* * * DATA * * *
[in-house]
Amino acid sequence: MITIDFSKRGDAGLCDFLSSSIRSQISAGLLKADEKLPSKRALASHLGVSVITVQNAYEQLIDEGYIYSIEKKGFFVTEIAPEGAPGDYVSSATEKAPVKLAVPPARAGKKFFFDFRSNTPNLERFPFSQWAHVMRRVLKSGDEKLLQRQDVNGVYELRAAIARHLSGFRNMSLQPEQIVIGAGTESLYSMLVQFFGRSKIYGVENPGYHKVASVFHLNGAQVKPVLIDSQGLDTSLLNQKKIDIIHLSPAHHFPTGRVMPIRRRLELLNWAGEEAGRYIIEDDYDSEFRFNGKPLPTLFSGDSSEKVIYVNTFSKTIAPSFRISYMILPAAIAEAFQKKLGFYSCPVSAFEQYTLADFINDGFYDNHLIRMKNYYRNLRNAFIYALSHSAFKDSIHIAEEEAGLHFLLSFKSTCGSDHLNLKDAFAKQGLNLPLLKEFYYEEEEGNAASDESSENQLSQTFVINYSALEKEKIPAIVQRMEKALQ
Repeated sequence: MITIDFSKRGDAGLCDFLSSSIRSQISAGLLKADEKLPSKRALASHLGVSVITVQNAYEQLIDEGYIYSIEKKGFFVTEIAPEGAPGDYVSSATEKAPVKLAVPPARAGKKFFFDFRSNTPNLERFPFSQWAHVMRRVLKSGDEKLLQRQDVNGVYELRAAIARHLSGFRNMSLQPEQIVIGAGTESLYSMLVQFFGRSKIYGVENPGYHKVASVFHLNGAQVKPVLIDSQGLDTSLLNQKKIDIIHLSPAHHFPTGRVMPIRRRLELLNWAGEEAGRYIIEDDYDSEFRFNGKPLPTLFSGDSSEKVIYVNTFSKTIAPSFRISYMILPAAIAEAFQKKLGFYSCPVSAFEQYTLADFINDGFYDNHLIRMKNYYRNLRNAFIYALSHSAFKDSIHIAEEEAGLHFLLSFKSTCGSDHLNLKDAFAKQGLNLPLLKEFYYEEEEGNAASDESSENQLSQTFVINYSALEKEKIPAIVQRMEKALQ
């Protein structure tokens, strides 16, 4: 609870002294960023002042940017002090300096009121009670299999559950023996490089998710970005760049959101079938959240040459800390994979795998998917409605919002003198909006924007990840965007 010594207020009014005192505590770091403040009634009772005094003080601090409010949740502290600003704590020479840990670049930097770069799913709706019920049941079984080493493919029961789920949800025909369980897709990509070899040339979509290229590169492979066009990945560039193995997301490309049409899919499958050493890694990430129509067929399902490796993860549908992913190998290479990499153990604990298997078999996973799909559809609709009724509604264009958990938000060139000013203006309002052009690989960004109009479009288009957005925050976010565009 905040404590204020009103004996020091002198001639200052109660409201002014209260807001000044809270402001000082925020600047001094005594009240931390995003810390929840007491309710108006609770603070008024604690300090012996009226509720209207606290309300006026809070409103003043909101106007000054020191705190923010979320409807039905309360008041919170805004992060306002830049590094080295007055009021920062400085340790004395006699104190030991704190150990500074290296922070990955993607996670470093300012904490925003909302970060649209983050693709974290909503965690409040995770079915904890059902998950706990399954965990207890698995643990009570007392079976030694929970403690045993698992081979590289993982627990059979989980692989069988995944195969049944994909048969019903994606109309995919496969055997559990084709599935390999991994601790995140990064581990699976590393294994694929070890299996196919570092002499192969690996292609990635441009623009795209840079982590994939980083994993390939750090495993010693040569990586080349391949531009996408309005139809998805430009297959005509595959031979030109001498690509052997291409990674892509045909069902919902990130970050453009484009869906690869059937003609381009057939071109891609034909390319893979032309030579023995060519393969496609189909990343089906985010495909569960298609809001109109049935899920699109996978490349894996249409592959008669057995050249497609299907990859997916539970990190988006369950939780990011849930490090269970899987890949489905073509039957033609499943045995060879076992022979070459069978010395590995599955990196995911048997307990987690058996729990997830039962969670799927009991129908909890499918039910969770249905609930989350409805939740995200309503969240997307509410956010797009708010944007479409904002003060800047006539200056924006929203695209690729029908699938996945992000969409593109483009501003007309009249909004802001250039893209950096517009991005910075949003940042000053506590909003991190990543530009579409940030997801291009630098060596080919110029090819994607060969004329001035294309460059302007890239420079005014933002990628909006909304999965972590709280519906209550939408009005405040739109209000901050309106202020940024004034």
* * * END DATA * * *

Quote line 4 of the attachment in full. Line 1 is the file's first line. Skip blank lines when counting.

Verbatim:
């Protein structure tokens, strides 16, 4: 609870002294960023002042940017002090300096009121009670299999559950023996490089998710970005760049959101079938959240040459800390994979795998998917409605919002003198909006924007990840965007 010594207020009014005192505590770091403040009634009772005094003080601090409010949740502290600003704590020479840990670049930097770069799913709706019920049941079984080493493919029961789920949800025909369980897709990509070899040339979509290229590169492979066009990945560039193995997301490309049409899919499958050493890694990430129509067929399902490796993860549908992913190998290479990499153990604990298997078999996973799909559809609709009724509604264009958990938000060139000013203006309002052009690989960004109009479009288009957005925050976010565009 905040404590204020009103004996020091002198001639200052109660409201002014209260807001000044809270402001000082925020600047001094005594009240931390995003810390929840007491309710108006609770603070008024604690300090012996009226509720209207606290309300006026809070409103003043909101106007000054020191705190923010979320409807039905309360008041919170805004992060306002830049590094080295007055009021920062400085340790004395006699104190030991704190150990500074290296922070990955993607996670470093300012904490925003909302970060649209983050693709974290909503965690409040995770079915904890059902998950706990399954965990207890698995643990009570007392079976030694929970403690045993698992081979590289993982627990059979989980692989069988995944195969049944994909048969019903994606109309995919496969055997559990084709599935390999991994601790995140990064581990699976590393294994694929070890299996196919570092002499192969690996292609990635441009623009795209840079982590994939980083994993390939750090495993010693040569990586080349391949531009996408309005139809998805430009297959005509595959031979030109001498690509052997291409990674892509045909069902919902990130970050453009484009869906690869059937003609381009057939071109891609034909390319893979032309030579023995060519393969496609189909990343089906985010495909569960298609809001109109049935899920699109996978490349894996249409592959008669057995050249497609299907990859997916539970990190988006369950939780990011849930490090269970899987890949489905073509039957033609499943045995060879076992022979070459069978010395590995599955990196995911048997307990987690058996729990997830039962969670799927009991129908909890499918039910969770249905609930989350409805939740995200309503969240997307509410956010797009708010944007479409904002003060800047006539200056924006929203695209690729029908699938996945992000969409593109483009501003007309009249909004802001250039893209950096517009991005910075949003940042000053506590909003991190990543530009579409940030997801291009630098060596080919110029090819994607060969004329001035294309460059302007890239420079005014933002990628909006909304999965972590709280519906209550939408009005405040739109209000901050309106202020940024004034």